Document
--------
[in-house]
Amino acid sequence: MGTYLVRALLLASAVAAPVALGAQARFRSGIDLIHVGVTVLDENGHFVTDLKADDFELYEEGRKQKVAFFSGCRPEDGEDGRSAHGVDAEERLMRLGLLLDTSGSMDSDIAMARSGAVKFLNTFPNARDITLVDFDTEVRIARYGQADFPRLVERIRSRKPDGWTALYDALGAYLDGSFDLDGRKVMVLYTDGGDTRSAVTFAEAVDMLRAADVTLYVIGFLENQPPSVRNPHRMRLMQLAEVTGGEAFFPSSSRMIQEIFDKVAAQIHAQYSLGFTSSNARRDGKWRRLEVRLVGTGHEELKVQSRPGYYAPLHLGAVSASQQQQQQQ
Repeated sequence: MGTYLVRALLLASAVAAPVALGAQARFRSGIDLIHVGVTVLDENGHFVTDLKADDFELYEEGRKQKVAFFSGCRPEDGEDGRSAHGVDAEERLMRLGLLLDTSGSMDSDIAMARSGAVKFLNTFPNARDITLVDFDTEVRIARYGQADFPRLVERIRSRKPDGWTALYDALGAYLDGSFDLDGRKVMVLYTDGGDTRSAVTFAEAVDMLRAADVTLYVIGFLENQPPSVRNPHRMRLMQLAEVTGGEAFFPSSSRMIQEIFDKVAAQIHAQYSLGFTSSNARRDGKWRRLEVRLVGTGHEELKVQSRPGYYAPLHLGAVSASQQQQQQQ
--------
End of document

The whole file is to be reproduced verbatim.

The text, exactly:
[in-house]
Amino acid sequence: MGTYLVRALLLASAVAAPVALGAQARFRSGIDLIHVGVTVLDENGHFVTDLKADDFELYEEGRKQKVAFFSGCRPEDGEDGRSAHGVDAEERLMRLGLLLDTSGSMDSDIAMARSGAVKFLNTFPNARDITLVDFDTEVRIARYGQADFPRLVERIRSRKPDGWTALYDALGAYLDGSFDLDGRKVMVLYTDGGDTRSAVTFAEAVDMLRAADVTLYVIGFLENQPPSVRNPHRMRLMQLAEVTGGEAFFPSSSRMIQEIFDKVAAQIHAQYSLGFTSSNARRDGKWRRLEVRLVGTGHEELKVQSRPGYYAPLHLGAVSASQQQQQQQ
Repeated sequence: MGTYLVRALLLASAVAAPVALGAQARFRSGIDLIHVGVTVLDENGHFVTDLKADDFELYEEGRKQKVAFFSGCRPEDGEDGRSAHGVDAEERLMRLGLLLDTSGSMDSDIAMARSGAVKFLNTFPNARDITLVDFDTEVRIARYGQADFPRLVERIRSRKPDGWTALYDALGAYLDGSFDLDGRKVMVLYTDGGDTRSAVTFAEAVDMLRAADVTLYVIGFLENQPPSVRNPHRMRLMQLAEVTGGEAFFPSSSRMIQEIFDKVAAQIHAQYSLGFTSSNARRDGKWRRLEVRLVGTGHEELKVQSRPGYYAPLHLGAVSASQQQQQQQ